Okanagan-Similkameen Regional District directors are pushing back on what they are calling a “science fair experiment” at the area’s largest landfill.
The Campbell Mountain Landfill, which disposes of garbage from Penticton, Keremeos and five regional district areas is not compliant with provincial regulations to collect methane gas which could eventually result in hefty fines.
Last Thursday, directors heard it could cost more than $40 million in upgrades over the lifespan of the landfill. However, the upgrades have the potential to cause a fire where residents could breathe in toxic fumes.
Lisa Bloomfield, engineering supervisor for the RDOS explained the province’s preferred method of methane collection of using a straw like apparatus to suck the gas, works in many landfills throughout B.C., but is not likely to work at Campbell Mountain Landfill.
“The landfill site sits on fractured bedrock that allows air in. We don’t know what gasses are doing down there and there is no base liner,” she said.
The fractured bedrock would allow air to come in the bottom while the gas was being sucked out the top. Hot spots could develop in the landfill and cause a fire. Bloomfield said landfill fires can take years to extinguish and cost between $20,000 to $50,000 a day to fight.
Regulations to capture methane gas, caused by decaying garbage, were updated by the province in 2009. It includes a requirement of any landfill that creates 1,200 tonnes of methane each year to put in a gas capture system.
The RDOS hired Sperling Hansen Associates for almost $230,000 to do a design operation and closure plan in 2015. It was discovered the Campbell Mountain Landfill, on average, creates about 550 tonnes of methane gas annually.
“You need water to create methane gas. Climate is a really big thing. It’s so dry here so we don’t really fit into their model,” said Bloomfield.
However the regulations still apply.
Since 2009, RDOS staff have kept discussions open with the province about creating an alternate plan to deal with the gas using a biocover.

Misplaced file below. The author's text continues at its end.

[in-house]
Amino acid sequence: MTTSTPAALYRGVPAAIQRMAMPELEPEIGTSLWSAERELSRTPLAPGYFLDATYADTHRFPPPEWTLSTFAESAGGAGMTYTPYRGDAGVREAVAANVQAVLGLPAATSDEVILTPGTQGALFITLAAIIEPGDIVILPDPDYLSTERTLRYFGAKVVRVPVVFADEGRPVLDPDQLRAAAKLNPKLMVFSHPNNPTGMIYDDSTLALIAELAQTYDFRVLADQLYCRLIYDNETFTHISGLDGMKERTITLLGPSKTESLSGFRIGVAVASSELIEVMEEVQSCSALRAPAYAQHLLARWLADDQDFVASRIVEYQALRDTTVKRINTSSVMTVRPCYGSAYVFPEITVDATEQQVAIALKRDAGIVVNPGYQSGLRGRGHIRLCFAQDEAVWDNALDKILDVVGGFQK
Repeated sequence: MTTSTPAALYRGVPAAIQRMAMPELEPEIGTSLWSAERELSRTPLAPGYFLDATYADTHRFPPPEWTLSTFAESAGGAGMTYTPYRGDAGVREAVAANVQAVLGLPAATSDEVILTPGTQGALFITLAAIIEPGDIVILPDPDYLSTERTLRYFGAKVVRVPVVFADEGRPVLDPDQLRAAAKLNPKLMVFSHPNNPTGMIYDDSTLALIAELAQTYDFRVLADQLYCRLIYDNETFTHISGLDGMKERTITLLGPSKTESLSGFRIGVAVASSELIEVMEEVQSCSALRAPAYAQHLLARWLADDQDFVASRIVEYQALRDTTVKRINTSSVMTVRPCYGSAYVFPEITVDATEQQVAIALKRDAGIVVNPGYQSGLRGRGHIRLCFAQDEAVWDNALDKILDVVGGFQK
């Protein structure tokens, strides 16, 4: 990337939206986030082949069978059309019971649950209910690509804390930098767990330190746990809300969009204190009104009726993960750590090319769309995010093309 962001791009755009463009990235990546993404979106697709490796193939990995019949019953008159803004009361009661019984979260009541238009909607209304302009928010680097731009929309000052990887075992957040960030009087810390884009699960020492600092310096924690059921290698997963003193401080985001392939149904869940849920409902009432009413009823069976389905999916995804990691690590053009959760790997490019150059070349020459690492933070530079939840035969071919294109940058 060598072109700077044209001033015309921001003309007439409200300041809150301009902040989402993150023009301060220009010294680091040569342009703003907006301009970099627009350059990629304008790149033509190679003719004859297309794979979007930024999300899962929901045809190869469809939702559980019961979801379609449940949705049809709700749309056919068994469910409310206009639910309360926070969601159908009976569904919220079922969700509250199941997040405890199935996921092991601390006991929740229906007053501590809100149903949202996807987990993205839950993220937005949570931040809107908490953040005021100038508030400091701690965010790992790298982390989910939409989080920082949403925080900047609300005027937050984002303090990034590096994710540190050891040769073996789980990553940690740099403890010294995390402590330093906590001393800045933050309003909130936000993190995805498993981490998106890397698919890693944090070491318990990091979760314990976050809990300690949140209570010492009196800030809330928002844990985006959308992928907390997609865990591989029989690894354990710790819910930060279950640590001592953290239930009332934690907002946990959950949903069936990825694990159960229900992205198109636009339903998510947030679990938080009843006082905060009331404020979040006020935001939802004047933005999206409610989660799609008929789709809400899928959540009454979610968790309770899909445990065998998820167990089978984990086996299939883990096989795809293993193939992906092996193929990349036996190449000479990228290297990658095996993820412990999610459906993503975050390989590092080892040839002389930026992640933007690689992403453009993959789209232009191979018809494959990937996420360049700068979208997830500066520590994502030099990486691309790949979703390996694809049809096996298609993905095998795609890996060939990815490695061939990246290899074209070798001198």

The biocover would be made of a mixture of City of Penticton biosolids and Iona Island biosolids provided by Metro Vancouver. The biosolids would breakdown the majority of the methane into carbon dioxide and water elements.
An issue of non-compliance was received by the RDOS on Aug. 24 along with criteria that would need to be met to go ahead with the alternate plan application.
The criteria outlined four plots, 30 metres by 30 metres, would need to be developed along with data outlining how much methane was recorded for at least one year.
Three of the plots would use different variations of the materials used in the biocover and one using the province’s method of sucking the gas in the active gas collection.
The three biocover plots were already part of the design and operation closure plan. The additional plot monitoring could cost up to $175,000 in additional funds and has the potential to cause a fire.
“This is really science fair experiment stuff,” Michael Brydon, Area F director said. “For us to do a test plot to compare their science with ours is completely misguided. If they’re asking us to test what we want to do and prove we can achieve their numbers that’s one thing, but to compare it to theirs and foot the bill … that’s something they should be doing the research on themselves.”
All the directors agreed unanimously with Brydon and voted down allowing funding for the additional test site.
The RDOS hopes to bring the issue to the floor at the upcoming Union of British Columbia Municipalities convention (Sept. 26 to 30), as other areas in the province will be in the same dilemma, and to the ministry directly.